Netflix's Ankahi Kahaniya brings quiet corners of the heart to the fore

Somya Mehta /Dubai
somya@khaleejtimes.com Filed on September 22, 2021

With the recent release on OTT, directors Abhishek Chaubey, Ashwiny Iyer Tiwari and Saket Chaudhary tell us how their latest anthology explores unusual stories of romance and hidden emotions

Love stories are almost synonymous with magnum opus feature films that Bollywood has offered, in generous doses, over many decades. But in recent years, while the film industry has dabbled with more ambitious genres, there has also been an evolution of the classic Bollywood-ified love story, akin to “boy meets girl” or the “happily-ever-afters”.

In the last decade, films like Margarita with a Straw (2014), Manmarziyaan (2018) and Ek Ladki Ko Dekha Toh Aisa Laga (2019), lurking in the greyer areas of romantic escapades, have attempted to challenge the boundaries of the romantic genre on silver screen. However, it is without a doubt, the influx of OTT platforms and boundless new formats that have enabled filmmakers to shift away from the age-old portrayal of love.

Portraying more ‘real’ and complex stories, under the emotional umbrella of romance, Ankahi Kahaniya, a latest anthology that recently hit the Netflix screens, is not your typical love story. The three-part anthology, directed by the likes of Abhishek Chaubey, Ashwiny Iyer Tiwari and Saket Chaudhary, who’ve each delivered critically acclaimed films, treads the uncharted territories of the most cherished emotion on screen.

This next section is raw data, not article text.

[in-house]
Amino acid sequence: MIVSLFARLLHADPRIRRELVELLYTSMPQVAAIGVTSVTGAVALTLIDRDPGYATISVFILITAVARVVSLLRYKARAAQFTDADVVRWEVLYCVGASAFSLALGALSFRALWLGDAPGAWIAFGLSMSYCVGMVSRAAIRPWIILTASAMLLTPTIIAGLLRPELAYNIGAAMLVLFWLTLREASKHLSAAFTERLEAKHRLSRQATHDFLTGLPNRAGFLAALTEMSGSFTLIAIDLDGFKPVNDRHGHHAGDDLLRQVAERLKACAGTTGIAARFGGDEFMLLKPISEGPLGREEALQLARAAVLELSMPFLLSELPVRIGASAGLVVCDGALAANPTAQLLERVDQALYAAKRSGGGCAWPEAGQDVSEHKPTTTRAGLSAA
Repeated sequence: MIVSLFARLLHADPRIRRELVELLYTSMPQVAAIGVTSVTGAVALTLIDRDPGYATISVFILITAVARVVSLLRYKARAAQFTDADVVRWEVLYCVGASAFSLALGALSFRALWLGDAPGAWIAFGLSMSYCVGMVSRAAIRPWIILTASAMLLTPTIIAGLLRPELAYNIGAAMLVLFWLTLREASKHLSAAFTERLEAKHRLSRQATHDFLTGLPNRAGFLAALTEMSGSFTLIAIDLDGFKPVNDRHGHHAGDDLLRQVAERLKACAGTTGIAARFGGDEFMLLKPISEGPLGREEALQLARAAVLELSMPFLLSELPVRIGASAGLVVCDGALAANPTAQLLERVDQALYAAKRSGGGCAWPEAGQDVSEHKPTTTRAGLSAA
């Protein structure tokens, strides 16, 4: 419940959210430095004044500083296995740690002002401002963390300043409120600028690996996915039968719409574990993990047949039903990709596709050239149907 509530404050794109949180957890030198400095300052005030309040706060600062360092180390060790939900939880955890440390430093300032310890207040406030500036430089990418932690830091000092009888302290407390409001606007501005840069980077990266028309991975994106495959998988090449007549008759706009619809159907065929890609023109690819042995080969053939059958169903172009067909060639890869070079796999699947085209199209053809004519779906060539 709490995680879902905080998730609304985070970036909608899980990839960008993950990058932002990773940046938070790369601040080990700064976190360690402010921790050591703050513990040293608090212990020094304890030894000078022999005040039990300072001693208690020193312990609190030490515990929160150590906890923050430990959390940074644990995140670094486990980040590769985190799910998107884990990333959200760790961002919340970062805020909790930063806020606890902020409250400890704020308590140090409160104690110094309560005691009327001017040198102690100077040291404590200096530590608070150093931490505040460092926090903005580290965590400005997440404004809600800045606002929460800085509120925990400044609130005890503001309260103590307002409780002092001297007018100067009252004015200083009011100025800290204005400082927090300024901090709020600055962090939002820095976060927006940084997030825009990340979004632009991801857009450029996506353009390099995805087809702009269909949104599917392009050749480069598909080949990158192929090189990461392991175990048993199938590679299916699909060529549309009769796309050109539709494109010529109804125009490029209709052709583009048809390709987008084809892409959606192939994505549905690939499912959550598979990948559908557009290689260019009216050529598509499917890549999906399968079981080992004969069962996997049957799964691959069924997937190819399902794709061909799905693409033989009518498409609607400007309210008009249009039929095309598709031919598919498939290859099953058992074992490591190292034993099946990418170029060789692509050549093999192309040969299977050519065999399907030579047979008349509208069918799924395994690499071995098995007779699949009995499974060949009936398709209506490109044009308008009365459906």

“Typically every love story has to be that grand love affair, the most important love affair of an individual’s life. But in Ankahi Kahaniya, these are the quiet corners in the character’s life experiences that you don’t ever talk about. And although they lie in one corner of their life, they are as important as the grand moments,” says the Sonchiriya director Abhishek Chaubey.

“There are certain kinds of love stories that we are programmed to watch. In these films, you’re completely free of that, you’re talking about those stories, which you’ve heard less of or seen less of,” he adds.

The Netflix web series that stars Abhishek Banerjee, Rinku Rajguru, Delzad Hiwale, Zoya Hussain, Palomi Ghosh, Kunal Kapoor and Nikhil Dwivedi in the three parts, brings the peripheries of their respective characters’ life in focus — the peripheries that carry the burden of emotional baggages but seldom get centrestage.

“I feel that life is all about emotions, and a lot of unsaid emotions that you keep to yourself. And in due course of time, these emotions become a dumping ground in your heart, almost like garbage, which eventually will start impacting you in some way. That’s basically the whole premise of Ankahi Kahaniya, to tap into stored emotions,” says Tiwari, who came up with the title of the series.

“When you get into a relationship, you realise there are so many things about yourself that you hide from your partner or you want to tell them, but you don’t. And these secrets go into resentments, which you will never share with them,” says the Hindi Medium director Saket Chaudhary. “And suddenly, when you meet a stranger, you tell them everything,” he further added.